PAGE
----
Professor David Burn, Pro-Vice-Chancellor of the Faculty of Medical Sciences at Newcastle, is particularly looking forward to the section on ageing. “I’m interested to see more on this and long-term conditions,
because I think it’s a very neglected area,” he says. “It’s something that really does demand attention for us all going forward as researchers and as clinical colleagues, in terms of the best management of
patients with these conditions. It is also something we are excelling in at Newcastle.”

As one of the key speakers herself, which she describes as “ a real honour”, Professor Sophie Hambleton, Professor of Paediatrics and Immunology at Newcastle University, will be presenting on rare diseases in paediatrics. Her area of particular expertise is in inborn errors of immunity, a collection of disorders that cause problems for the functioning of the immune system. “In my clinical practice, we see babies and young children who are often experiencing really severe infections or catastrophic autoimmunity, and in my research, we try to find out the genetic reasons why.” She is very passionate about both the clinical and research-based aspects of her work, as, she says, it exemplifies the power of molecular medicine. “We are so lucky that we have an array of different types of therapy to support these children informed by our understanding of molecular-level causes of their problems, whether stem cell transplants, gene therapy, precision or small molecule medicine or cellular therapy. 

That’s what I’m going to be talking about.” Prof. Hambleton adds that this is an exciting time for precision medicine. “We talk a lot about precision or personalised medicine – and now we have an opportunity to make this real; this is an example of how we can carry it through by studying the patients, working out the underpinning molecular mechanisms, and then working on correcting them.”

She also believes that although the diseases she focuses on are individually very rare, her research offers applications beyond the paediatrics field. “The way of thinking about patient problems, the challenges, are shared among many rare diseases, and the learning can be applied to other areas of medicine.”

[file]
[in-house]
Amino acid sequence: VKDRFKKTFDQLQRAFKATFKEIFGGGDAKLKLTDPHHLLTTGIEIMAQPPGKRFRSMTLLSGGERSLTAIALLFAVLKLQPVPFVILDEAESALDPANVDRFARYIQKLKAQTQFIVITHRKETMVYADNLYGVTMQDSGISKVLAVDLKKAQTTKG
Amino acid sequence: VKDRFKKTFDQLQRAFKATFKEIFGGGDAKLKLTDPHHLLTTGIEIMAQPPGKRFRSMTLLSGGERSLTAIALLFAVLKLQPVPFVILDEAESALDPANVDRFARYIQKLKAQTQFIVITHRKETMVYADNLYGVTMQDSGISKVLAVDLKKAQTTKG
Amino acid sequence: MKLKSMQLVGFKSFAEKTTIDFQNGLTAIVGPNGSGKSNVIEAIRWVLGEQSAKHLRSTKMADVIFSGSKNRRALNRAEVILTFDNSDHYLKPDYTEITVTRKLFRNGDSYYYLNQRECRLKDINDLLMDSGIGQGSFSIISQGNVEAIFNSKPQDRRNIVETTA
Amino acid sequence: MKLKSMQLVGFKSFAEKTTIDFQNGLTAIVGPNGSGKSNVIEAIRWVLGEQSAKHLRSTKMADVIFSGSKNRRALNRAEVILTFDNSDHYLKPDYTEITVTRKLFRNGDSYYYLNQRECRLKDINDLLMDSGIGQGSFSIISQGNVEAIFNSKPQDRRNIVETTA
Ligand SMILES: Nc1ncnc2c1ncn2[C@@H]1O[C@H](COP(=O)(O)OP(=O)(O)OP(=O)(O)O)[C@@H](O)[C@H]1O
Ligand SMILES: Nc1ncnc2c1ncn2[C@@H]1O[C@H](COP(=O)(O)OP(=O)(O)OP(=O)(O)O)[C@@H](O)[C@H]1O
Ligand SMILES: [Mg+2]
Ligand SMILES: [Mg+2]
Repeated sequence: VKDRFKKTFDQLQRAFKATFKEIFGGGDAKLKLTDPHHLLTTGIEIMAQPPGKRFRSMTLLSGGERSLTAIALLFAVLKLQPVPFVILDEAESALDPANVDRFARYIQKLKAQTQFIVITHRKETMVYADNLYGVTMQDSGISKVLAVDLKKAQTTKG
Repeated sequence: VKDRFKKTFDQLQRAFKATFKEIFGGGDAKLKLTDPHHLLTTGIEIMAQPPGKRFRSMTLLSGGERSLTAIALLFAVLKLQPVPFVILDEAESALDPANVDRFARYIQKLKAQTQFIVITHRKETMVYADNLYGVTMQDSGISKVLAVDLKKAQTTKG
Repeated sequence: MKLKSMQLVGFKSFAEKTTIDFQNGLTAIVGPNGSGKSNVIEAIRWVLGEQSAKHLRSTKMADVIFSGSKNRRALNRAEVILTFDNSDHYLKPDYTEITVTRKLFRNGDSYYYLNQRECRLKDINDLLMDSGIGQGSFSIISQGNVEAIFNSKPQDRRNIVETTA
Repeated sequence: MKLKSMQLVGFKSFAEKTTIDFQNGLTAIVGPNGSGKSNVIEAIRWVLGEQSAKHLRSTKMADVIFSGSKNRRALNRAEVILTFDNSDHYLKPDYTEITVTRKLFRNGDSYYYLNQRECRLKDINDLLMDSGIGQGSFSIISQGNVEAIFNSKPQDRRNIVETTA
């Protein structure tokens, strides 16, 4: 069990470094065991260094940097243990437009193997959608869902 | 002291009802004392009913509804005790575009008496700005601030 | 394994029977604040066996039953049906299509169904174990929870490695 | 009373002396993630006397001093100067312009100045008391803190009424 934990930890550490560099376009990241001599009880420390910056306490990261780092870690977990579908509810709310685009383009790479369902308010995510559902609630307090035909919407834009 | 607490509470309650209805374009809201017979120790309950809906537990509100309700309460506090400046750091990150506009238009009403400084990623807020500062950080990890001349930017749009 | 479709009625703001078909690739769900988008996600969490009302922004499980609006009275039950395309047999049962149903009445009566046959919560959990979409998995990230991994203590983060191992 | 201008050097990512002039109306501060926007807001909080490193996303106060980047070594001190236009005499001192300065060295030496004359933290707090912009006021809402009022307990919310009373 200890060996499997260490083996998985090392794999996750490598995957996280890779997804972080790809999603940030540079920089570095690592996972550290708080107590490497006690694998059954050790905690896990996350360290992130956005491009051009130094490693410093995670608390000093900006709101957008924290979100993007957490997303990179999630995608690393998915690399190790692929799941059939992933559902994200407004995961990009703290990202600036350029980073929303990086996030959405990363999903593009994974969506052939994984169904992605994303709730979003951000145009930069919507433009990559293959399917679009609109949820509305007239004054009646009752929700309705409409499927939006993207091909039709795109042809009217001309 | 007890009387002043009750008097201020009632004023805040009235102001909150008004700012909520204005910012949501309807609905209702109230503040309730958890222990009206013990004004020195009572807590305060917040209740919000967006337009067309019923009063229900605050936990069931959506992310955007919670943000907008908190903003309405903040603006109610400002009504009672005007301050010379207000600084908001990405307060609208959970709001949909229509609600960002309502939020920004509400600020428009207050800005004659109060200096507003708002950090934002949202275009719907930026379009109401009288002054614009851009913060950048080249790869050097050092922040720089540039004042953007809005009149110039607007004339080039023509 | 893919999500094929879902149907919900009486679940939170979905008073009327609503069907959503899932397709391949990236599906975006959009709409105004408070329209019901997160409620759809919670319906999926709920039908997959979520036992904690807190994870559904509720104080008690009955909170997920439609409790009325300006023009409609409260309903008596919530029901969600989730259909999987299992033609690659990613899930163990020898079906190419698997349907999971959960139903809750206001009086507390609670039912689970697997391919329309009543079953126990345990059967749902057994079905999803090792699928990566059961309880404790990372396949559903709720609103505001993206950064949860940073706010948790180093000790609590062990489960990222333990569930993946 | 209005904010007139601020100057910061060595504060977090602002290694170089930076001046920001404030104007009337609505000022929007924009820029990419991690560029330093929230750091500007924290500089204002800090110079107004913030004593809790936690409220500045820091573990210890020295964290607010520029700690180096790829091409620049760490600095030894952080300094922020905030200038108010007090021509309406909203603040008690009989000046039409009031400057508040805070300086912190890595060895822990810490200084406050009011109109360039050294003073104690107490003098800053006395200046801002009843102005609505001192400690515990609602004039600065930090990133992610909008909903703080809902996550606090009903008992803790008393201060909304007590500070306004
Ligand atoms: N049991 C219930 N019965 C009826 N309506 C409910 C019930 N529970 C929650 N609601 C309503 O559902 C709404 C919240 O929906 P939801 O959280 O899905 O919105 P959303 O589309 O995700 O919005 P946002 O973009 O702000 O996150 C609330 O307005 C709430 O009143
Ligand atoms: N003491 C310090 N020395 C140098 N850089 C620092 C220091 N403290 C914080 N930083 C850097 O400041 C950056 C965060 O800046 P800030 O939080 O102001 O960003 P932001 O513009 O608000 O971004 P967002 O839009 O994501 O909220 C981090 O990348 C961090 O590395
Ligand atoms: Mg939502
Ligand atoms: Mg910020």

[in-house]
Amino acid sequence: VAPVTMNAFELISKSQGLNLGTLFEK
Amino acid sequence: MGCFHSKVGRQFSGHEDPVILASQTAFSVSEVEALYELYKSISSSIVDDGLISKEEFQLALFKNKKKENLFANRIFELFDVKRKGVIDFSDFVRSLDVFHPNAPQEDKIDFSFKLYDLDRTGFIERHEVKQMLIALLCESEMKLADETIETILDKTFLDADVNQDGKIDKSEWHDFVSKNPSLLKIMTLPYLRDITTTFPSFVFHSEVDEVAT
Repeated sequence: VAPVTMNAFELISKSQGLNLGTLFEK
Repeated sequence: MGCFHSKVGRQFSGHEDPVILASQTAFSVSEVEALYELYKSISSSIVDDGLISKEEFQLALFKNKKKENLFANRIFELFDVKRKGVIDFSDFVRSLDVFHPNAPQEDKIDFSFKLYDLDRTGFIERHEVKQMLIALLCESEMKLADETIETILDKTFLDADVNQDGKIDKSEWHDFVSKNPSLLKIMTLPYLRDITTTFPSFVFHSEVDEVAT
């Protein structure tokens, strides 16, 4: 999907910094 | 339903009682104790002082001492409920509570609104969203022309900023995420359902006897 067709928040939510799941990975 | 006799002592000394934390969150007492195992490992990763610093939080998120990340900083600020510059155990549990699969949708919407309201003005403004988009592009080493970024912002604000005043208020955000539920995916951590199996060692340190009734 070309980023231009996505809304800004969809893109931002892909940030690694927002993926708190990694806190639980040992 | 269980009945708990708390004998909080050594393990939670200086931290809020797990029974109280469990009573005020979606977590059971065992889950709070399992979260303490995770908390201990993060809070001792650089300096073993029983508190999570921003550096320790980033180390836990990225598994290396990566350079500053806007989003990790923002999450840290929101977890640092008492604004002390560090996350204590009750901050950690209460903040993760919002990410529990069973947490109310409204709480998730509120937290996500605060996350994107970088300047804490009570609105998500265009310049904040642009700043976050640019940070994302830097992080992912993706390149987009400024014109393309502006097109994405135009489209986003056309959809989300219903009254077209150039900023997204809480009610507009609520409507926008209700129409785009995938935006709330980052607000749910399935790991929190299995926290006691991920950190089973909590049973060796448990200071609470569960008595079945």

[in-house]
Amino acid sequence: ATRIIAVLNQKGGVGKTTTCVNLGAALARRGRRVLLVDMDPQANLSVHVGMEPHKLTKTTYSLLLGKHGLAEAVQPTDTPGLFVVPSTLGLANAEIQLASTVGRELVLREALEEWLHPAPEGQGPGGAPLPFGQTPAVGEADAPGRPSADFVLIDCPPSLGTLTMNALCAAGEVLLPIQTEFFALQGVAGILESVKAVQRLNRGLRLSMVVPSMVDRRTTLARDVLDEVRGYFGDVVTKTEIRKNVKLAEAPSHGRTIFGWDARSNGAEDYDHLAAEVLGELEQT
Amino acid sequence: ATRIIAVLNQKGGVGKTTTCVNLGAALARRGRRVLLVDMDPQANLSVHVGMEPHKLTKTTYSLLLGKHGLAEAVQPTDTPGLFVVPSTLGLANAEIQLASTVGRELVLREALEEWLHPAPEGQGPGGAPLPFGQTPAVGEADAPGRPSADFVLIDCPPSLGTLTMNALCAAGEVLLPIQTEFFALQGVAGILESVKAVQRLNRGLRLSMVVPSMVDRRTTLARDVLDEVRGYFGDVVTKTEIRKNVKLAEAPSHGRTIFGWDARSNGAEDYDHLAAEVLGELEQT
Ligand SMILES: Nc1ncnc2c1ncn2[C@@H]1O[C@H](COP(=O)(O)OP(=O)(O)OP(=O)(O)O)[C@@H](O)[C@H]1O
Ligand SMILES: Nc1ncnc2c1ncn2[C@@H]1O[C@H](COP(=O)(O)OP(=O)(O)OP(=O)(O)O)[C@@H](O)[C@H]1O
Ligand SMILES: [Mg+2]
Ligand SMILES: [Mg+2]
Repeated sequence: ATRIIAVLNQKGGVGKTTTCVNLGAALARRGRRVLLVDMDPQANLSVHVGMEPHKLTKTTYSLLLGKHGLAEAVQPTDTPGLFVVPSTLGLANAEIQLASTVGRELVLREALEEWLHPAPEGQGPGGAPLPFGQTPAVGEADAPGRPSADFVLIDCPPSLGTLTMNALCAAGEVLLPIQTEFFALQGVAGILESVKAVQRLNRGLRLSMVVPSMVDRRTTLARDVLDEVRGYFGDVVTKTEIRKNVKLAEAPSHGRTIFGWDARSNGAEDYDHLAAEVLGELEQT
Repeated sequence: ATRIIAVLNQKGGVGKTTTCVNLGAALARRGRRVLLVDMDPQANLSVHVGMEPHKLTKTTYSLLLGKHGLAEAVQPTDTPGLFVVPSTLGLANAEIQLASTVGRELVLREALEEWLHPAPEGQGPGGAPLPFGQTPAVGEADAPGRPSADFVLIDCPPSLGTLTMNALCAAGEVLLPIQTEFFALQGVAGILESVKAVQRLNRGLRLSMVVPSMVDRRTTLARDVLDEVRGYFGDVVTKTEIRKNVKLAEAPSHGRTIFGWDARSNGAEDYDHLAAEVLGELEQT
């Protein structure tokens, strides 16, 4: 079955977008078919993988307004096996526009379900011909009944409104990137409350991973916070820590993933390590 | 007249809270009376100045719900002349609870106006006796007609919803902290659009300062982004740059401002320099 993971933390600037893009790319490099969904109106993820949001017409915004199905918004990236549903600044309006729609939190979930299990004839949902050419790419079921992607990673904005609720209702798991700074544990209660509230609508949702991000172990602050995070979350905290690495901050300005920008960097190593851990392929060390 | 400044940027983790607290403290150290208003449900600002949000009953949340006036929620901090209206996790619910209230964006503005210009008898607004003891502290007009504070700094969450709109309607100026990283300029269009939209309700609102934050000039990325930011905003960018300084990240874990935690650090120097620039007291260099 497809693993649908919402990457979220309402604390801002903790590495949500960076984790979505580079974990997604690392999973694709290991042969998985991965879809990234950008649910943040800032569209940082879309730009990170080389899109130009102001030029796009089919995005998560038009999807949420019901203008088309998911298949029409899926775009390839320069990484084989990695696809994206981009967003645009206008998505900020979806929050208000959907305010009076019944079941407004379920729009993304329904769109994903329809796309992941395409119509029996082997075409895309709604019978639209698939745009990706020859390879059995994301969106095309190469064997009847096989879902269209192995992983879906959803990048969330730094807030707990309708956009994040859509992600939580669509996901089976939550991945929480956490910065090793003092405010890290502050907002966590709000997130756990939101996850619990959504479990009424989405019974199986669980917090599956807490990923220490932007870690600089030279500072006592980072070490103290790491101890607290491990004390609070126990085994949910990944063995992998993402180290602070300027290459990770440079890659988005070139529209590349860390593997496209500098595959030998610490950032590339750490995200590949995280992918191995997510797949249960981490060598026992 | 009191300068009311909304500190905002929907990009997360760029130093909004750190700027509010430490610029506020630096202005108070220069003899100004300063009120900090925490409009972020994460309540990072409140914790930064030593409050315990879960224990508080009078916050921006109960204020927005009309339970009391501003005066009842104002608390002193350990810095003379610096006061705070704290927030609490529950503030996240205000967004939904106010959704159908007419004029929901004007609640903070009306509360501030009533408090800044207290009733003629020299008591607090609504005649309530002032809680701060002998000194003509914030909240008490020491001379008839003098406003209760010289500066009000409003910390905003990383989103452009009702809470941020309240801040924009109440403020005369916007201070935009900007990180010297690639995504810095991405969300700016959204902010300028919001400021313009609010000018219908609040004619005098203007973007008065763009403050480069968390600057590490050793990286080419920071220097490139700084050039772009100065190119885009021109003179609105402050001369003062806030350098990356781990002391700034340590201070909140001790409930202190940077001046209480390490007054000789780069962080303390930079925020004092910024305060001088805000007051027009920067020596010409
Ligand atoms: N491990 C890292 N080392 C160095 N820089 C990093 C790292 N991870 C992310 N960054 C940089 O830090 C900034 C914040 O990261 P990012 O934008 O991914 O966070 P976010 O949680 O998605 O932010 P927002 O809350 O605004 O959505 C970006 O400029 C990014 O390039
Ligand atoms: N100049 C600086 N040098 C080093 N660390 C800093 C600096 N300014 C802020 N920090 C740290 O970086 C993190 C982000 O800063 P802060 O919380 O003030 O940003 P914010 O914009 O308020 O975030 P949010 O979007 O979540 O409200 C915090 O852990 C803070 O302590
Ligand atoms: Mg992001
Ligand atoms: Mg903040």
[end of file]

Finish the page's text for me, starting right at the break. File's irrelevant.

There is also an ‘open themes’ category to welcome cutting edge science from other areas. “The standard at AoP meetings is phenomenally high, and we would hate to think that top-level science is being excluded because it didn’t fit within the other themes,” says Prof. Burn.

I’m Interested to see more on this and long-term conditions, because I think It’s a very neglected area

Professor David Burn Pro-Vice-Chancellor of the Faculty of Medical sciences at Newcastle
Professor David Burn Pro-Vice-Chancellor of the Faculty of Medical sciences at Newcastle

Cross-discipline research

Like Prof. Hambleton, Prof. Burn also believes that there is real value in sharing research across disciplines. “Often, I think there is commonality between conditions; for example, in mechanisms of disease, and possibly even transferable therapeutic approaches,” says Prof. Burn. “One of the beautiful things about attending a meeting such as the Association of Physicians meeting is that colleagues are exposed to research in other areas and it can stimulate their thinking.” Professor David Burn Pro-Vice-Chancellor of the Faculty of Medical Sciences at Newcastle I’m interested to see more on this and long-term conditions, because I think it’s a very neglected area 2 Prof. Day agrees, as someone who has benefited personally from the cross-discipline approach that AoP offers. “As an emerging clinical researcher myself studying liver disease, I used to come to these meetings and hear clinical science going on in other disciplines, science I’d never thought of before and could take back into the hepatology field,” he says. “It’s still the only meeting where you can go and hear high-level, medical science across disciplines from a mix of world experts and emerging clinical researchers – coming to the AoP’s Annual Meeting will remind you of the excitement of the rest of medicine.”

Sharing lessons for ECRs